Elder abuse is a single or repeated act, or lack of appropriate action, occurring within any relationship where there is an expectation of trust, which causes harm or distress to an older person.
- Elder Mistreatment or abuse is acts that cause harm to vulnerable elderly persons
- It occurs deliberately or through neglect
- It is meted out by caregivers or persons held in trust
- It may occur in home or institutional settings
- It may affect older persons across all social classes
- It may affect males as well as females
- Diagnosis may be missed if not carefully sought
For suffering abuse
- Advanced age
- Disability (physical or mental)
- Lack of financial skills
- Recent bereavement or other personal loss
- Conditions that increase dependence
For committing abuse
- Elder dependence
- Family caregiving
- Lone caregiver and stress.
- Mental illness
- Physical abuse in the past
- Substance abuse
- Financial or material neglect:
- Exploitation, theft of financial
documents, forcible transfer of property, etc.
- Neglect or abandonment neglect:
Caregiver fails to meet the older person’s needs e.g. clothing, hygiene, healthcare, shelter, social stimulation, etc.
- Physical neglect:
- Injury inflicted through striking, force feeding, use of restraints, etc.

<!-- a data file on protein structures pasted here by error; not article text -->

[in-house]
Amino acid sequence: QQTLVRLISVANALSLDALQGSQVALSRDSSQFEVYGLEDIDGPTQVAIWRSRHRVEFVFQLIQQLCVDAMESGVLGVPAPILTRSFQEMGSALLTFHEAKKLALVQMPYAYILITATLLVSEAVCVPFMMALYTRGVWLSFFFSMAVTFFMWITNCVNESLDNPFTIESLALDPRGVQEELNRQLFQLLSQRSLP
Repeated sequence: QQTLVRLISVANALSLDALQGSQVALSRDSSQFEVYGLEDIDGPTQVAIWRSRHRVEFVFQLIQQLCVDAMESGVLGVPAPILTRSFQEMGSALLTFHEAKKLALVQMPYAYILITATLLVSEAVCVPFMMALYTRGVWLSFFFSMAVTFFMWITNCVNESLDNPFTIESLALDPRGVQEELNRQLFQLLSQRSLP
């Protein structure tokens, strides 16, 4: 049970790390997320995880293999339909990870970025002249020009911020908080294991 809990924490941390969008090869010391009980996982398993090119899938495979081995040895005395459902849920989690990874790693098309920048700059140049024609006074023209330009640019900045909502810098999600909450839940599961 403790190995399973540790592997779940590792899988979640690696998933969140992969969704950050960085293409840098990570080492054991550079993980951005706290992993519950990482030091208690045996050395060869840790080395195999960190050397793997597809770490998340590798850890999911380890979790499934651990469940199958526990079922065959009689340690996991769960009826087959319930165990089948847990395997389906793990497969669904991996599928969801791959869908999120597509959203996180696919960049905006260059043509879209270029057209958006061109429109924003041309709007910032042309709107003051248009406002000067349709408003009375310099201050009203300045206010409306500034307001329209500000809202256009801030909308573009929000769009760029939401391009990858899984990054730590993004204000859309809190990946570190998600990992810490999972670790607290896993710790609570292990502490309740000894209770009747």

- Psychological neglect:
- Mental anguish inflicted through insulting statements, threats, social isolation, etc.
- Self-neglect neglect:
- Acts by older adult that threaten their own wellbeing or safety
- Sexual neglect:
- Forced sexual activity, touching or fondling without consent
- Bruising in unusual locations
- Burns in patterns suggesting intentional injury
- Delay in seeking medical care
- Inattention to personal hygiene.
- Injury patterns suggesting use of restraints
- Traumatic alopecia
- Unexplained fractures
- Unexplained weight loss
- Allergic reactions
- Adverse reactions to medications
- Contact dermatitis
- Mental illness
- Senile purpura
- Systemic diseases presenting with
features of neglect e.g. diabetes mellitus, malabsorption, urinary tract infection, etc.
- Physical harm
- Psychological harm e.g. living in fear, depression, anxiety, etc.
- Morbidity worsening
- As indicated by history and clinical
- Improve safety
- Improve health status
- Improve overall wellbeing
Individualized, multi-disciplinary approaches:
- Assess decision making capacity
- Social work referral
- Comprehensive geriatric assessment
- Other referrals as indicated.
- As indicated by the clinical scenario e.g. analgesia for pain
- Recognize warning signs (in the older adult, caregiver, home or institution) and intervene